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How you hold your body and how you move your body matters. Poor posture can result in current or future health problems; commonly through promoting degeneration of your joints, leading to stiffness, pain and even organ dysfunction. Over time this can impact your sleep, energy and mental health. So how do you stand properly, sit properly, lie down properly and move properly? This article will review common problematic postures and give tips on how to check yourself and how to improve your posture for good health.

What is Posture?

Posture refers to the alignment of your body’s different limbs/segments. Most people think of their back and spinal alignment, though it can also refer to the proper positioning or rotation of limbs and the symmetry of each side of your body.

Signs and Effects of Bad Posture

Common problems

Effects of poor posture

Standing

-head and shoulders too far forward

-knees in locked position

-chin juts forward

-tight shoulder and neck muscles

-neck pain

Lying

-bed is too soft

-using several pillows under your head

-aggravation of low back pain and neck stiffness or pain

Sitting

-slumping with shoulders forward

-sliding forward on the seat

-loss of proper spinal curvature that can lead to degeneration in your spinal joints and risk of disc problems

Walking

-head facing downward

-head held too much to the front

-neck strain or pain

Carrying

-weight held only on one side

-carrying excessive weight

-lifting while twisting and bending your back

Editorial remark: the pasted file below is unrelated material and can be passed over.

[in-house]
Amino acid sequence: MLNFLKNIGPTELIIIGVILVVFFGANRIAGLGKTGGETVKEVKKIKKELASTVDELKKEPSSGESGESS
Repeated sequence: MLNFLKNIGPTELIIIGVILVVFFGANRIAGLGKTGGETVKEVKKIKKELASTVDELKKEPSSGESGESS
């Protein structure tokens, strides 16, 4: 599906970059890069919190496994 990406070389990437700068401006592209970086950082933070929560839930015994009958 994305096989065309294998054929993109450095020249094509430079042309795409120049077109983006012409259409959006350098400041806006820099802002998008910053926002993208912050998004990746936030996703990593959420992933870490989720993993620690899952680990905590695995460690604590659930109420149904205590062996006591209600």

-imbalance in muscles

-risk of degenerative spinal joint disease

-risk of disc rupture and sciatic nerve pain

How to Self-Test your Posture

The Wall Test – stand with the back of your head and shoulder blades and buttocks all touching the wall with your heels about three inches away from the wall. Slide one hand behind your lower curve of your back. There should be room for one hand’s thickness at the curve of your low back. If there is no room for your hand then your low back curve is too little. To correct this, arch your back so your hand fits comfortably behind you.

However, if you find there’s more than enough room for your hand then your low back curve is excessive, in this case, tighten your abdominal muscles to flatten the low back curve. Now, step away from the wall – this is the correct low back posture to maintain through your daily activities.

The Mirror Test – stand in front of a mirror and look for differences between your right and left sides; is one shoulder higher/lower than the other, is your head tilted to one side. Now turn to one side and look again; is your head aligned with your chest and hips or is it shifted forward in relation to your chest/hips?

What Causes Poor Posture?

Common causes of poor posture include imitation of others with poor posture, tight muscles, one-sided weight-loading, stress, inadequate rehabilitation from injuries, improper exercise techniques, insufficient exercise, nutritional imbalances such as low magnesium or potassium.

Action plan

You can improve your postural alignment at any age, so begin your action plan to improve your overall health through improved posture.